Join us for a deep dive session in Argentina's climate and topography, and how this affects their wine making culture.
Wine has been made in Argentina since the 16th Century and it holds more massale selection vineyards and ungrafted vines than any country in Europe. These vines are pre-phylloxeric and have been preserved, partly, thanks to Argentina’s economic and political isolation during the 20th Century. The wine regions in the foothills of the Andes mountains are graced with well drained, rocky, limestone and sandy soils, relatively cool climate and permanent sun - the ideal conditions for organic farming and high quality low-yielding vines.
This session, led by WSET Honorary President and Managing Director of Bodega Catena Zapata, Dr. Laura Catena, will cover the climate and topography of Argentina's wine regions and the traditions of organic farming practices.
Dr. Laura Catena, Managing Director, Catena Zapata
Dr. Laura Catena is Managing Director of Catena Zapata winery in Argentina, recently named the World's Best Vineyard. She is a medical doctor and fourth-generation vintner, on a mission to elevate Argentina's reputation as a great wine country. A pioneer in Malbec since 1902, Catena Zapata is the oldest family winery in Argentina. Laura founded The Catena Institute of Wine in 1995 to conduct industry-leading wine research. She has authored three books: Vino Argentino, an insider's travelogue to Argentine wine country with great food and wine pairings; Gold in the Vineyards, and Malbec Mon Amour. She received the Outstanding Achievement Award 2023 by Meininger, and was named Old Vine Hero 2023, by The Old Wine Conference and Woman of the Year 2022, by Drinks Business. She has also been invited to contribute as Fulbright Association Board Member.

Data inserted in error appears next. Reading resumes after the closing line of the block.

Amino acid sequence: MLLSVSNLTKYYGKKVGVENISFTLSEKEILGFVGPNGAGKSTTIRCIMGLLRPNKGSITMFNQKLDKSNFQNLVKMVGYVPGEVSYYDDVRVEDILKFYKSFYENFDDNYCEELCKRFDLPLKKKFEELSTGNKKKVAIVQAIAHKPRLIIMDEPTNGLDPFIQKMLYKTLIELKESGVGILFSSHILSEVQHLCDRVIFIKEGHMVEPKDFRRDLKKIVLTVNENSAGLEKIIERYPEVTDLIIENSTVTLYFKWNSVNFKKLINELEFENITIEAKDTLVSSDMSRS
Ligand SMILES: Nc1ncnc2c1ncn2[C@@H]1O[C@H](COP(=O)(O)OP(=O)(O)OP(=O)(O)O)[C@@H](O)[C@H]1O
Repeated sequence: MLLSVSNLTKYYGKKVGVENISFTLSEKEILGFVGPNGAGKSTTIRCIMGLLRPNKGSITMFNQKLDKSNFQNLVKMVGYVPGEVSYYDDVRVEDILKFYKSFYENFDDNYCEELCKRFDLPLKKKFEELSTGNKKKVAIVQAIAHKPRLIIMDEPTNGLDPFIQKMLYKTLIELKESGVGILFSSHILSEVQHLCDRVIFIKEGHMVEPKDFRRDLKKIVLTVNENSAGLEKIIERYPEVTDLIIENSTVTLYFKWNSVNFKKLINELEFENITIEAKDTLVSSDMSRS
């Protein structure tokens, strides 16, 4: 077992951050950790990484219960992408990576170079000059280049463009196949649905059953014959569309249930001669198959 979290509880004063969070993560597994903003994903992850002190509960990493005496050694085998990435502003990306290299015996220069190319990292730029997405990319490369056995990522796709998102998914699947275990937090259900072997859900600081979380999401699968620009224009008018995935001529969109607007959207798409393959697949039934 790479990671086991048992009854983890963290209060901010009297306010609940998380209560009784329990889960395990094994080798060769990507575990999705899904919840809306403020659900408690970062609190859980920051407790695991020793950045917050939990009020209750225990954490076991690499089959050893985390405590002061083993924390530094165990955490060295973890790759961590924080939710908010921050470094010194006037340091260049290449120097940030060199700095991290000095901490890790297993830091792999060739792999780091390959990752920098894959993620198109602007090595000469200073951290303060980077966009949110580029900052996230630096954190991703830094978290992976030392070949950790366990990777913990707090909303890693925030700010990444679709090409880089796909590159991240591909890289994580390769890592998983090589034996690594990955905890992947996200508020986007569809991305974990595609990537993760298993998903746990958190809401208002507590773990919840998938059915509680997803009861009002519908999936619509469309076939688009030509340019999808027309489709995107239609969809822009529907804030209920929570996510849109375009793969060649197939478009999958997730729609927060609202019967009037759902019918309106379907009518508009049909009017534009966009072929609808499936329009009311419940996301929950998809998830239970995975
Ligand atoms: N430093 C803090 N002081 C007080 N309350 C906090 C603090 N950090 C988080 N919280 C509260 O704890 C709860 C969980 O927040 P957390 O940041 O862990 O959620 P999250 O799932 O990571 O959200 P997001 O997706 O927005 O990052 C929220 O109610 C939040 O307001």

This event does not necessarily constitute official WSET course material and should not be used as such.